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Siemens mulls quitting Aussie mine project amid protests

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Berlin (AFP)

Siemens boss Joe Kaeser said the German conglomerate would announce by Monday whether it is to pull out of a project to supply rail infrastructure for a giant coal mine in Australia following massive environmental criticism.

Kaeser said Siemens, which supports the Paris climate agreement to curb carbon emissions, faced "a difficult decision" because it had a contractual obligation to deliver the signalling system for the planned mine in Queensland.

After holding talks with Germany's leading Fridays for Future activist Luisa Neubauer in Berlin on Friday, Kaeser said a final decision would be made by Monday.

The proposed Carmichael mine, owned by India's Adani group, has long been controversial but anger over the multi-billion-euro project has been fanned by Australia's catastrophic bushfire season.

Activists from Fridays for Future and Extinction Rebellion staged demos in dozen of German cities against the mine on Friday, including outside Siemens' Munich HQ.

A petition urging Siemens to quit the project drew some 60,000 signatures, while tens of thousands emailed Kaeser personally through the Fridays for Future website.

"Australia is on fire, we are in the midst of a climate crisis and burning coal contributes massively to the warming of the planet," it read.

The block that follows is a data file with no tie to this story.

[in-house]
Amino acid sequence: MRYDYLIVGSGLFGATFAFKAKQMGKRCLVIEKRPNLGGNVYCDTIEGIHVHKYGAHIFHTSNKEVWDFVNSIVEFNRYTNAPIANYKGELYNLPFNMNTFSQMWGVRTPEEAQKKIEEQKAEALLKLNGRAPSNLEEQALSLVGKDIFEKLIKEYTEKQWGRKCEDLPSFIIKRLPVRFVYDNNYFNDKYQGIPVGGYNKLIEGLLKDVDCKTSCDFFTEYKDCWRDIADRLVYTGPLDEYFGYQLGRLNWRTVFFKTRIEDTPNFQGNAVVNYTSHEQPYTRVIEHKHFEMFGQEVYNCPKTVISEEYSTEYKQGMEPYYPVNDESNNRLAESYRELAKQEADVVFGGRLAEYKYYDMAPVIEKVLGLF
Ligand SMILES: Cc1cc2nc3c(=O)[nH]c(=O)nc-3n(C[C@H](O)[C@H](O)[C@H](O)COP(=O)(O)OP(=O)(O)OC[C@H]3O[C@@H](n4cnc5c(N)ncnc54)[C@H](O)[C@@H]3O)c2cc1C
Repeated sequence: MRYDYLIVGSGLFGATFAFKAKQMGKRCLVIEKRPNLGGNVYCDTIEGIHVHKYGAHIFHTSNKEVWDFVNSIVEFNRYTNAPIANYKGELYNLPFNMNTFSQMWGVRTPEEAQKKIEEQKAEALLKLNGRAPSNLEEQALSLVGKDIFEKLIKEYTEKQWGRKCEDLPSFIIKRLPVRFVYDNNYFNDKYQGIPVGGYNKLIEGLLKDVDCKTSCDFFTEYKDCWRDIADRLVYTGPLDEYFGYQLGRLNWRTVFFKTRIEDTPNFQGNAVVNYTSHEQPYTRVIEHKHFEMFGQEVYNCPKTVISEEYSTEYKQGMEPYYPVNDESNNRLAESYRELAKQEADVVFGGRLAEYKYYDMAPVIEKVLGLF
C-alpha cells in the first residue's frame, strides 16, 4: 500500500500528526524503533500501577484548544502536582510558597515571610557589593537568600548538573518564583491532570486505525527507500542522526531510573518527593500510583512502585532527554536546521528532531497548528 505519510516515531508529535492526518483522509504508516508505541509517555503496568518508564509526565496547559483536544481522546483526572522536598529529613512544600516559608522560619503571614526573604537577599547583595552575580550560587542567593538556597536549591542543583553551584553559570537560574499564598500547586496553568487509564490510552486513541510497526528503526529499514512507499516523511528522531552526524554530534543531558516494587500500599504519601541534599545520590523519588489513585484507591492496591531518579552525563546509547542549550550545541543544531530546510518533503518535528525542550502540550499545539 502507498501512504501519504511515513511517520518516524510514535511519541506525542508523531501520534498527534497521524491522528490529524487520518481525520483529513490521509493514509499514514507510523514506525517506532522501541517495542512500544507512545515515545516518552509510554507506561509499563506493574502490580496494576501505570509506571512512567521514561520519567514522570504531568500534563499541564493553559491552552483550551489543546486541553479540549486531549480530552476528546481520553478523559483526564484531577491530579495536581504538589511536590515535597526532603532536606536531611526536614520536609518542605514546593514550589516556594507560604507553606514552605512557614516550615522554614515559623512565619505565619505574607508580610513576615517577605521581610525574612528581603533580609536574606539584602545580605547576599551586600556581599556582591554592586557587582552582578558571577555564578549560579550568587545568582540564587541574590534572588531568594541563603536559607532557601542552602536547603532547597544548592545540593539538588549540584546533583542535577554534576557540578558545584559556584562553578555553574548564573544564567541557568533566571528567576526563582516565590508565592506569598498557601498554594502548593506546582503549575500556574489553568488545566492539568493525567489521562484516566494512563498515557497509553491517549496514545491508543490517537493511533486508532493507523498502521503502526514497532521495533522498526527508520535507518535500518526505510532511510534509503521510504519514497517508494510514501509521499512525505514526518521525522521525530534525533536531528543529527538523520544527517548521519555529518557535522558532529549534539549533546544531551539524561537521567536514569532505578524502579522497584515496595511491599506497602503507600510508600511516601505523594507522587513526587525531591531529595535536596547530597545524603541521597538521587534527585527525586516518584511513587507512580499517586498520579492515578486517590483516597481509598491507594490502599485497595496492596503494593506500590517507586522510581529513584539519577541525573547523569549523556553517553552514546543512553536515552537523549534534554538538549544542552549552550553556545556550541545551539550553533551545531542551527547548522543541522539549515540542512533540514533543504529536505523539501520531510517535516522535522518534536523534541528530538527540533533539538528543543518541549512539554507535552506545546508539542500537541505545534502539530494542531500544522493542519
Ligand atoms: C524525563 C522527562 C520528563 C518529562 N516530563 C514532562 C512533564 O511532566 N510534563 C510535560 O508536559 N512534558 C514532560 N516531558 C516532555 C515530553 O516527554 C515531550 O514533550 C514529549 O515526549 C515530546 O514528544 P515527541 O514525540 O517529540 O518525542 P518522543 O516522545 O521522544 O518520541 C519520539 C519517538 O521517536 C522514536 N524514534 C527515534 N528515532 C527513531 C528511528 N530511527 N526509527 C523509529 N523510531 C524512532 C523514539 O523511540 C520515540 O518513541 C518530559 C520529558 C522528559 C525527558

"Stop supporting the destruction of our planet and our future!"

Siemens' contract to help develop the rail link that will transport coal extracted from the mine is only worth around 18 million euros ($20 million).

But it would be a major symbolic victory for campaigners if the engineering giant bowed to its demands.

Siemens has set itself the goal of becoming carbon neutral by 2030.

In response to the mine backlash, it also claims that Siemens technologies helped reduce its customers' emissions by some 600 million tons in 2018, which it said was more than Australia's annual CO2 output.

The open-cut Carmichael mine is set to become operational next year and produce up to 27 million tonnes of coal annually.

The troubled project, which has been scaled down since it was first announced, has run into repeated delays caused by legal and regulatory hurdles, as well as funding problems.

But it has the staunch backing of Australian Prime Minister Scott Morrison.

Supporters say the mine will bring hundreds of much-needed jobs to rural Queensland in eastern Australia.

But conservationists say the project threatens local vulnerable species and means coal will have to be shipped from a port near the already-damaged Barrier Reef.

The world's largest coral reef system faces multiple threats to its survival, most notably rising sea temperatures caused by climate change, water pollution and coral-eating starfish.

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